The Five Solae are the five essential doctrines that the Protestant Reformation was fighting for. Alongside things like the Priesthood of Every Believer and allowing a Bible to be read by anyone in their native tongue, these were the reasons that the Reformation started (A lot of those reasons, including these five doctrines, are the reasons it still continues). They were often considered the battle cries of the Reformation. They are:
"All Scripture is breathed out by God and profitable for teaching, for reproof, for correction, and for training in righteousness." (2 Timothy 3:16, ESV)
Written to oppose the Catholic Church's teaching on Papal Infallibility, Catholic Tradition, Prima Scriptura, and the Apocrypha, the doctrine of Sola Scriptura (Latin for "Scripture Alone") states that the Bible alone is sufficient for all doctrine. If a doctrine is to believed, it must be drawn from Scripture. Anything that contradicts the Bible is not to be considered true. Any extra-biblical sources of Doctrine, from Papal Bulls to Gnostic Texts to Sarah Young's Jesus Calling, are to be rejected. The Bible is complete and sufficient, so no modern prophecies are to be trusted.
"For by grace you have been saved through faith. And this is not your own doing; it is the gift of God, not a result of works, so that no one may boast." (Ephesians 2:8-9, ESV)
Sola Gratia (Latin for "Grace Alone") is the belief that we are saved only by God's Grace upon us. We are not and cannot be saved by our own works, which are like filthy rags (Isaiah 64:6). The Catholic Doctrines of Penance, Purgatory, and Infused Righteousness are the reason that this Doctrine exists. All of them, in some way or another, teach a works based salvation, while the Bible so clearly teaches we are saved by God's Grace alone.
"...yet we know that a person is not justified by works of the law but through faith in Jesus Christ, so we also have believed in Christ Jesus, in order to be justified by faith in Christ and not by works of the law, because by works of the law no one will be justified." (Galatians 2:16, ESV)
This Doctrine is similarly opposed to Penance, Purgatory, and Infused Righteousness, but also slightly touches on Inclusivism. Sola Fide (Latin for "Faith Alone") is the doctrine that states that we are saved through Faith alone. Meaning, while we are saved by Grace Alone, that saving Grace is only Given through Faith, not works. If we needed to earn our salvation, not one of us would ever work enough to obtain it.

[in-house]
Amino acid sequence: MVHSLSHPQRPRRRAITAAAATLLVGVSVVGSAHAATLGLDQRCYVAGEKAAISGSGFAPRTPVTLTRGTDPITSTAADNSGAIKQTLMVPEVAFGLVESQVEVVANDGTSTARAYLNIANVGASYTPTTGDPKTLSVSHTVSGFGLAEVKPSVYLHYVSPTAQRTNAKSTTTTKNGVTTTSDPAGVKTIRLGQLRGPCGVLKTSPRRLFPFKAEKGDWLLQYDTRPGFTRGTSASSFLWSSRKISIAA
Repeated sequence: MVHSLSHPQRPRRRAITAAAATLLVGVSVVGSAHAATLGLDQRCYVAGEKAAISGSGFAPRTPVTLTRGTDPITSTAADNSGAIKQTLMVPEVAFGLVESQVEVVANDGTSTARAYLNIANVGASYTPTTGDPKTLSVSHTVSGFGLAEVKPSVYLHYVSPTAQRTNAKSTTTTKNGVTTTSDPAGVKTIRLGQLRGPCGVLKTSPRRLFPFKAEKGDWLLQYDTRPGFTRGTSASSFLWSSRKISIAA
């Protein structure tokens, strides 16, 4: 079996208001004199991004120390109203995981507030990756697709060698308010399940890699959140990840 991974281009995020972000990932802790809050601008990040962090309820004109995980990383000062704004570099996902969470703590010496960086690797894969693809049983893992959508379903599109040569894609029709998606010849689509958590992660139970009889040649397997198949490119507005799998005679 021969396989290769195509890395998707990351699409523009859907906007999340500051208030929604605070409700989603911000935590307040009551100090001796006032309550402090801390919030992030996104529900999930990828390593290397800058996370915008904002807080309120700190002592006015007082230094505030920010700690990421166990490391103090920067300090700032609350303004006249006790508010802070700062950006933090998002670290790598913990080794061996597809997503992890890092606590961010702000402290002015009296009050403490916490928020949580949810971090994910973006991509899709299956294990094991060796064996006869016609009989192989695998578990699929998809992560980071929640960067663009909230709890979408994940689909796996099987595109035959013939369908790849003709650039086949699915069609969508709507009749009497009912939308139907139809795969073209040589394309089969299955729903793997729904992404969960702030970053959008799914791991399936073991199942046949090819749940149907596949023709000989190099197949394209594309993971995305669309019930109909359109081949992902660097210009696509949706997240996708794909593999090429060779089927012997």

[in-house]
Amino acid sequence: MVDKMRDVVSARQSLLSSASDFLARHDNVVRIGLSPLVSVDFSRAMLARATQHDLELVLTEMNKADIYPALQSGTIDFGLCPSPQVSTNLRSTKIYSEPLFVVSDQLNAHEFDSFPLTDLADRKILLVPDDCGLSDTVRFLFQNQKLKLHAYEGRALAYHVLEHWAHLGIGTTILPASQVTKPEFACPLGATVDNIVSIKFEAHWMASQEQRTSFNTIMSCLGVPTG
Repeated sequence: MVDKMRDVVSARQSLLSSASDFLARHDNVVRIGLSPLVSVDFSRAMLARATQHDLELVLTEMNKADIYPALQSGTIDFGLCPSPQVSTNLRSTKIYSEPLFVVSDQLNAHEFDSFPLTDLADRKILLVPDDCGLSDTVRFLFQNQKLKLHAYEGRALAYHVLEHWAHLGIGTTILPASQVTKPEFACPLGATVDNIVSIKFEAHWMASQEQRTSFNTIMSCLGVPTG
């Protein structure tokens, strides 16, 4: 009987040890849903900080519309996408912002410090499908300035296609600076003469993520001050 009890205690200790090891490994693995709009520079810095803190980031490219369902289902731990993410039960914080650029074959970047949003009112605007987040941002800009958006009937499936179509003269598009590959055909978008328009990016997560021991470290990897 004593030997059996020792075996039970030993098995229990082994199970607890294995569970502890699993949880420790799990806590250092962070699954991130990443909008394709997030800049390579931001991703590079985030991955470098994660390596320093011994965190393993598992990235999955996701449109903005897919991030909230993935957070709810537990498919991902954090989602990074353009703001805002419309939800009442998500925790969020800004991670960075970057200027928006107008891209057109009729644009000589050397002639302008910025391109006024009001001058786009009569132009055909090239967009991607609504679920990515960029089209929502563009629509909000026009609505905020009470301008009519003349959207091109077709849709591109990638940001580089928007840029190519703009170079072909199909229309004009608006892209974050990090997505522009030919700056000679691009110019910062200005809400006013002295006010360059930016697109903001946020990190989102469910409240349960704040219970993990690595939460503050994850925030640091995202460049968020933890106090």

"And there is salvation in no one else, for there is no other name under heaven given among men by which we must be saved." (Acts 4:12, ESV)
Solus Christus (Latin for "Christ Alone") is the belief that salvation comes only from Christ and that human effort cannot attain Salvation (Thereby denying Penance, Purgatory, and Infused Righteousness), and that salvation is only found in Jesus Christ (Thereby denying Inclusivism).
Soli Deo Gloria
"Whoever speaks, as one who speaks oracles of God; whoever serves, as one who serves by the strength that God supplies - in order that in everything God may be glorified through Jesus Christ. To him belong glory and dominion forever and ever. Amen." (1 Peter 4:11, ESV)
The final Sola is Soli Deo Gloria (Latin for "Glory to God Alone"). While the Catholics would give glory to Mary, the Pope, and those who were given the title of "Saint", the Reformers would say that Glory to God Alone. He is the only one who is worthy of worship, praise, and glorification. He alone is the author of our salvation; all things exist to glorify Him. This doctrine leaves no room for the veneration of saints that the Catholic Church does, nor does it leave any room for any pridefulness. Even the good works we do are from God, and they are to be used for His glory.
About the Author
Brandon C. Hines is a young writer from somewhere in northern Alabama who writes about Theology, Polemics, and Apologetics. His beliefs are best summarized by the 1689 London Baptist Confession.
You can search for various topics I have written about by going to Google and typing in a keyword, then typing site:Learningthepath.weebly.com after it.